David Stephens Thomas
By Erma Thomas Yearsley
David Stephens Thomas was born January 1, 1860, to Morris Thomas and Eleanor Stephens
in Emlyn, New Castle,
the oldest of five children: David Stephen, Margaret, Morris, Thomas Stephen,
and Evan. He came to America
with his mother when he was seven years old, and two brothers, Thomas and Evan.
His sister Margaret and brother Morris had died in Wales
as did his father just three years before they came. Evan died later in Willard,
Utah, when just three years old. They came
on the ship, "Minnesota"
boarding June 22, 1869,
then from the east U.S.
they came on the new Transcontinental Railroad. They walked from Salt
Lake City to Willard, Utah,
the place the missionary to Wales
had painted as so beautiful. Leaving her beautiful home in Wales
to come to this was very much of a shock and disappointment. About one year
later they moved to Cherry Creek, Idaho,
awhile, then in 1878, they moved to St. John,
where his mother took up a homestead. As one of the earliest
pioneers he helped build up the community. He served as Probate Judge
for the county and was chairman of the Old Folks Day for twenty-five years.
David once was sent by a friend, Dr. Morgan, to Samaria
to collect a bill owed him by a patient. He was given a calf in payment.
Hanging it around his neck, holding onto it by the legs, he carried it all the
way back to St. John, all of ten miles. His arms were
sore for weeks but when David did something, he did it up right.
Thomas, David's brother, worked for wages only one day of
his life. That night when he came home tired out he said that wage earning that
way was no way to live. To his mother he said, "Mother, am I worth a
dollar a day to you?" Her reply was, "Why of course, son." Thomas
answered, "Then I am going to stay home with you after this." That he
did and David went away from home for the hard work of freighting. His good
friend Doc Morgan gave him a horse and wagon so he could double the hauls. At Wood
River he received word of his
grandfather's death, a real blow to him. He had helped pull his grandfather out
of a burning grain field, and he had been suffering for days. His route was
north and west of Blackfoot to Challis, the other toward Wood
River. He filled two 50 gallon
barrels with water at the Snake River, one tied to each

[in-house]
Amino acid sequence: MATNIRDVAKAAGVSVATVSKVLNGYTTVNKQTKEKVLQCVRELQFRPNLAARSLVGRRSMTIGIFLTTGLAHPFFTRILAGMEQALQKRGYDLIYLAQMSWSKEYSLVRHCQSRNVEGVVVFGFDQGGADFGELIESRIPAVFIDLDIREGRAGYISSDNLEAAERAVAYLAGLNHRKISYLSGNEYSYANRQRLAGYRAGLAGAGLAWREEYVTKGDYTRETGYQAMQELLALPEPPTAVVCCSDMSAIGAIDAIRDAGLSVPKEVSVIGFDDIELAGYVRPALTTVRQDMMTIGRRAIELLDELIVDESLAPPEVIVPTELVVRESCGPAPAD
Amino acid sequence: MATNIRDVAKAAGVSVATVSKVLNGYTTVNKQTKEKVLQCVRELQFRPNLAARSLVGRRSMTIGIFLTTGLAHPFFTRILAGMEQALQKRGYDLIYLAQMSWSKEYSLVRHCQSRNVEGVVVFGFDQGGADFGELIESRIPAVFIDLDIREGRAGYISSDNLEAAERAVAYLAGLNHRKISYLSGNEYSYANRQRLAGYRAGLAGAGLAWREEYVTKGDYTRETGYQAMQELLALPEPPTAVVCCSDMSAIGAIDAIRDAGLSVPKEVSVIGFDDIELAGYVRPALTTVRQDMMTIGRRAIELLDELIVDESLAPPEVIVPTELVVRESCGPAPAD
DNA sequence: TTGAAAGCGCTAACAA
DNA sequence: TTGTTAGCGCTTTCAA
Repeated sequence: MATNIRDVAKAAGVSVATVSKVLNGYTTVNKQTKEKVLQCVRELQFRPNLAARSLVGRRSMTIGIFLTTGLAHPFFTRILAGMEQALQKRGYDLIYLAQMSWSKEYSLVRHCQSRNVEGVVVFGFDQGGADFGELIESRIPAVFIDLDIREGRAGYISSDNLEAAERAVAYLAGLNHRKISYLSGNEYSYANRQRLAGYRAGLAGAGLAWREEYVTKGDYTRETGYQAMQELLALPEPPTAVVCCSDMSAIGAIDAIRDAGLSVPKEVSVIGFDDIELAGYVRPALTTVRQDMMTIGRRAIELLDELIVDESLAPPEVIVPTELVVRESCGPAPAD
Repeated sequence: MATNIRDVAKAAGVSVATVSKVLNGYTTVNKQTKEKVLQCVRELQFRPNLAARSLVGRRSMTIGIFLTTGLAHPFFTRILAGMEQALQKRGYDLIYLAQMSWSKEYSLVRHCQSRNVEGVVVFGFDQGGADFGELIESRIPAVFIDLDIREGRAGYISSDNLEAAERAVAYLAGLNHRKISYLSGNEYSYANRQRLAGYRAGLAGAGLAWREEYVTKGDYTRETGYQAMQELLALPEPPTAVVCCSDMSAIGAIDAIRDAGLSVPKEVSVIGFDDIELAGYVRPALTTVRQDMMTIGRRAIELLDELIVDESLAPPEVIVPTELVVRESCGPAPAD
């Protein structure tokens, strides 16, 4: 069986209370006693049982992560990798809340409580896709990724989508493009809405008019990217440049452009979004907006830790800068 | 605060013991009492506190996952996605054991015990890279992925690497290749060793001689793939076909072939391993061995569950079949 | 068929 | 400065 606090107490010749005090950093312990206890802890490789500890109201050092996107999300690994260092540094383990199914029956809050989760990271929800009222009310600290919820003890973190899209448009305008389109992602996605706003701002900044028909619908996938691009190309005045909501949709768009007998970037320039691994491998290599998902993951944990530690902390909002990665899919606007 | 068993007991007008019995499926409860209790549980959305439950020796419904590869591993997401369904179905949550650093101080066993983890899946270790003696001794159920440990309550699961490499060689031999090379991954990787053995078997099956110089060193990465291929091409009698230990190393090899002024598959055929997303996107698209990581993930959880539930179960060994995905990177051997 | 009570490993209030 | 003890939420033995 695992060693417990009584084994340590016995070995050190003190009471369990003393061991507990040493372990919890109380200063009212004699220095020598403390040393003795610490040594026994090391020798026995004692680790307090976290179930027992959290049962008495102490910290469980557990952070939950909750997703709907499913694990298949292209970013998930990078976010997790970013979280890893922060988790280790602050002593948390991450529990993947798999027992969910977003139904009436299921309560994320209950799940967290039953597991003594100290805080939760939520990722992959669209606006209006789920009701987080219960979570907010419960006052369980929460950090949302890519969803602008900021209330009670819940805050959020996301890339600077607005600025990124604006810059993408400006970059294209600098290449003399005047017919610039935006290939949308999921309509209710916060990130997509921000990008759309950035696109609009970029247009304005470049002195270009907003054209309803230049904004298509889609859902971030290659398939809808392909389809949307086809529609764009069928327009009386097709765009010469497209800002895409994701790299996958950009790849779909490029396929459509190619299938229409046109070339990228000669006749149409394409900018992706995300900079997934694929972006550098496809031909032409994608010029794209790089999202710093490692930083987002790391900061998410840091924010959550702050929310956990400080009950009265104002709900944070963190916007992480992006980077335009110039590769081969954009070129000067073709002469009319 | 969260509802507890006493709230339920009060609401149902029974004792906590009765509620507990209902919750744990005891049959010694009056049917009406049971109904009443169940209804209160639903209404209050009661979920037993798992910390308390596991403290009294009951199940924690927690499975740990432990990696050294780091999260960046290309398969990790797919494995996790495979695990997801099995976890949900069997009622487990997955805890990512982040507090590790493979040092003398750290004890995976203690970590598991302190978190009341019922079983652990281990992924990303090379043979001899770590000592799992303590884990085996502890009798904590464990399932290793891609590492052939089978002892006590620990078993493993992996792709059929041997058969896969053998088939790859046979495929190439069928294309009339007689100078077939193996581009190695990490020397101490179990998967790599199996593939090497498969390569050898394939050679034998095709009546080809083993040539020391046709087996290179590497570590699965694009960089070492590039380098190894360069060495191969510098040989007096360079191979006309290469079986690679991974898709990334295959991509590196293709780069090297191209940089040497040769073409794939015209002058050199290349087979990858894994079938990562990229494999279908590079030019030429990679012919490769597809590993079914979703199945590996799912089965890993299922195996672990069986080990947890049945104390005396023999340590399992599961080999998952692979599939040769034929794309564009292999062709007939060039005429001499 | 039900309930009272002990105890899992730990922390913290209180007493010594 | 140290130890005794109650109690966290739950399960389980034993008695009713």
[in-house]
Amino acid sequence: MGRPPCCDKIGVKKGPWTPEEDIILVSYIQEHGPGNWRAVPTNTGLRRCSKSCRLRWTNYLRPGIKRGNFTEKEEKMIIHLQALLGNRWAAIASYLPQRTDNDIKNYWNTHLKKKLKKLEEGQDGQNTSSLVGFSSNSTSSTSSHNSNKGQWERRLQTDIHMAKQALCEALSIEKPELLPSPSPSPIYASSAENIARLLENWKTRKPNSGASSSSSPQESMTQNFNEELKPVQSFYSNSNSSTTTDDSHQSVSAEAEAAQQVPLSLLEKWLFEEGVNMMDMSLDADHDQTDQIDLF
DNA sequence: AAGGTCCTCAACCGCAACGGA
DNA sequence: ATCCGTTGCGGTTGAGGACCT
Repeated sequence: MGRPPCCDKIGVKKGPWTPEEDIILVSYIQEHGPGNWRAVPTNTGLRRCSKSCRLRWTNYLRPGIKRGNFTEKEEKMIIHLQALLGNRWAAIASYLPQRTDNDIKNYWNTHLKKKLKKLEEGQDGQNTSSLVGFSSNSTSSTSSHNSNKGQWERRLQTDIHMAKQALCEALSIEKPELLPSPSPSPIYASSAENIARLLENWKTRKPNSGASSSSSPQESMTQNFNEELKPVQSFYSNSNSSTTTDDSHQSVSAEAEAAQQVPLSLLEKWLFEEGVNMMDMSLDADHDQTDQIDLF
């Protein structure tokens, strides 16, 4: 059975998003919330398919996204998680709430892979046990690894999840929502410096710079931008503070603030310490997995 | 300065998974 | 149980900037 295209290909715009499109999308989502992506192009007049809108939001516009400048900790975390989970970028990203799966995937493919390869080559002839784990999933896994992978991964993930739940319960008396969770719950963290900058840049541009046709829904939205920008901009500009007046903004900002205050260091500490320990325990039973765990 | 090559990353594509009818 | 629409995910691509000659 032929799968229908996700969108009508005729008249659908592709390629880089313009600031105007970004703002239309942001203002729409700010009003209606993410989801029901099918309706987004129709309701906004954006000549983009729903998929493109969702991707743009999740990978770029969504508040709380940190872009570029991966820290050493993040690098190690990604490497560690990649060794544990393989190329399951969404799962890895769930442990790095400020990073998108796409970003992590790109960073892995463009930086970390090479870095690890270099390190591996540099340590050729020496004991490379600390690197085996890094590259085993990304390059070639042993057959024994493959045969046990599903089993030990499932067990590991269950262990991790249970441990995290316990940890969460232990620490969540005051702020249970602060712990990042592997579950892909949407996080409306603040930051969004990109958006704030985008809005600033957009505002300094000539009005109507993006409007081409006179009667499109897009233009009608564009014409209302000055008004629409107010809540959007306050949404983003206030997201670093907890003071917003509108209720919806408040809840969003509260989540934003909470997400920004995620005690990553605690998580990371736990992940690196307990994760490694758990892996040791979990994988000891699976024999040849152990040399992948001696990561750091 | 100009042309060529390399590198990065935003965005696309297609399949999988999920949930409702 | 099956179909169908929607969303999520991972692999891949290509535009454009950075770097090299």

side of the wagon. He sometimes hauled silver back to American Falls.
David was always helping someone and never taking payment for his deeds of
kindness. They had to ford many streams, but were ferried across the Snake
River. There were several toll bridges ($1.50 to $2.50) and some
David took stock in some mining industries in California.
He also went in the sheep shearing business on a large scale up here close by
where the Perlite Mine is. Then he went in the
Sawmill business about twenty miles west of Idaho Falls,
Idaho. His next adventure was an interest
in a large threshing machine with Philip Ford. But his biggest project was the
leasing of a large amount of Indian Reservation at Fort Hall from the
government and putting it under irrigation ready for sale for farms.
David (Dave as he was called) wooed Anne Martina Larson,
eldest daughter of James Larson, a neighbor in St. John.
About on his birthday they were married and he soon gave up freighting for more
home and family life, going into the hay and cattle business with his brother
Thomas. When their first child, Jane, was born, they decided to move to a new
town, Spokane. The year before some
friends had been up there and picked out some good property with plenty of
water and timber on it. If Dave and Tom had gone on with their plans they would
have soon been rich because the property was sold for high prices as city
property. Instead, they had stopped and settled in Montana.
In the group that started on this trek were David, Thomas,
Mary Ann (a half-sister to David and Thomas), Martina, and baby Jane. The men
drove a herd of cattle and the women drove the two covered wagons. Martina told
the grandchildren of the many experiences they had, one of making butter by
hanging the bucket of cream under the wagon. The bouncing on the rough dirt
roads did the rest. They did not get any further than the Big
near Dillon, Montana.
They were delayed there because the high water prevented their crossing the
river. The country appealed to them because of the wild grasses and the timothy
waist-high. My how the cattle could thrive on such feed.
There they took up ranches and lived for several years. The women, because very
homesick for St. John and probably
other reasons, caused them to sell out to their brother-in-law (Frank Pendleton
who had married Mary Ann). Frank built the place up to a very nice cattle
Tom and Dave went into the sheep raising business in St.
John and were the first to practice winter lambing in
Dave and Martina were the parents of five children: Jane Stayner, Morris, James, Annella,
and Thomas Franklin.
David passed away October
24,1939, and Martina, August 14, 1952, and were buried in the St.
(From St. John, Oneida County, Idaho: A
collection of personal histories from the time of the first settlers to the
present day, pp. 242-244.)